Exploring the Secrets of a Color Blind Artist’s Work

How can an understanding of color blindness reveal new ways of seeing a painting?

Brian Brooks and his labeled watercolor tray. "Color Blind" is a misleading term: the vast majority of people see a limited range of color rather than an absence.
Brian Brooks and his labeled watercolor tray. The word “Color blind”, like the black-and-white in this photo, is misleading: the vast majority of people see a limited range of color rather than an absence.

While I was working on my color-blindness-simulating paintings of Brian’s watercolor trays, it opened up an ongoing conversation between us as two visual artists: him red-green color blind, and me with color vision in the normal range.

An obvious question emerged: If he’s seeing his tray of colors very differently, how does it show up in the paintings he creates? Continue reading

Painting the Palette of a Color Blind Artist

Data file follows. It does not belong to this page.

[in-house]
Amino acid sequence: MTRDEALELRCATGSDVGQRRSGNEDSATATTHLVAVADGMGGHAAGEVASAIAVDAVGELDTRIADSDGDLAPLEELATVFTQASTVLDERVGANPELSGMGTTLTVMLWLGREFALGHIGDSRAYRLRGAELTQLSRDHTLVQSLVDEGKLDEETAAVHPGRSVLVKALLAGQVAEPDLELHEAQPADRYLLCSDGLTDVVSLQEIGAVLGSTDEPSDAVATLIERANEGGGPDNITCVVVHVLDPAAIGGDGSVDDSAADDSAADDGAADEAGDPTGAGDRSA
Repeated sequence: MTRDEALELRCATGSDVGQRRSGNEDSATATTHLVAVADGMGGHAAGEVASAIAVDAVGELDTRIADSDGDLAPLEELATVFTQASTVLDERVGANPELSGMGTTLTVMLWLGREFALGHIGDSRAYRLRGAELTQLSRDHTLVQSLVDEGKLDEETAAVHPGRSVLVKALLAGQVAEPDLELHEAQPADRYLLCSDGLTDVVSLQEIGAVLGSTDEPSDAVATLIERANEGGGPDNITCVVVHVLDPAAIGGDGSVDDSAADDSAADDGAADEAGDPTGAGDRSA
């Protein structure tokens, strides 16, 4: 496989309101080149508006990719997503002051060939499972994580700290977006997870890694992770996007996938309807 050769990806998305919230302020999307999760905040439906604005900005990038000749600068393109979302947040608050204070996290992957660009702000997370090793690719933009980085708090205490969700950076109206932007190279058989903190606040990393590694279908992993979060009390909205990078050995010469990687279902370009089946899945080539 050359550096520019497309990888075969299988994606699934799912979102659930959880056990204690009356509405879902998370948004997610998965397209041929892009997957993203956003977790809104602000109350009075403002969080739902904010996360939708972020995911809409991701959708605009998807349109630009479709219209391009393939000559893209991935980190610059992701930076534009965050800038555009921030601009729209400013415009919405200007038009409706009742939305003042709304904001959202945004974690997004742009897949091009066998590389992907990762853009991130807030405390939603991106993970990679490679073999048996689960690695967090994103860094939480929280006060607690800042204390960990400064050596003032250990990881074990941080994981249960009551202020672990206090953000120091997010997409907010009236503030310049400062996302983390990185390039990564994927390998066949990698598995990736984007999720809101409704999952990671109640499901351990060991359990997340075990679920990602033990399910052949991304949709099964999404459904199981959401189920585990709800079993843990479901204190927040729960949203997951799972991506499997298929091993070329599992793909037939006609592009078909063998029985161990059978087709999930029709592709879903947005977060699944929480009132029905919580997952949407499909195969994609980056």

We know not everyone sees the world in the same way. But do we ever really think about it?

Me with my painting Portrait of a Color Blind Artist’s Watercolor Tray — Red-Green Color Blind Simulation, 2016, oil on wood panel, 24 x 36 inches. This is what Brian’s new watercolor palette looked like to him when he first handed it to me to be labeled. Photo by Brian Brooks
Me with my painting Portrait of a Color Blind Artist’s Watercolor Tray — Red-Green Color Blind Simulation, 2016, oil on wood panel, 24 x 36 inches.

An offhand remark can be life-changing.  My boyfriend, Brian Brooks, is red-green color blind, and asked me one day if I could label his watercolor tray so he would stop mixing up reds and greens and browns. I couldn’t get it out of my mind. Continue reading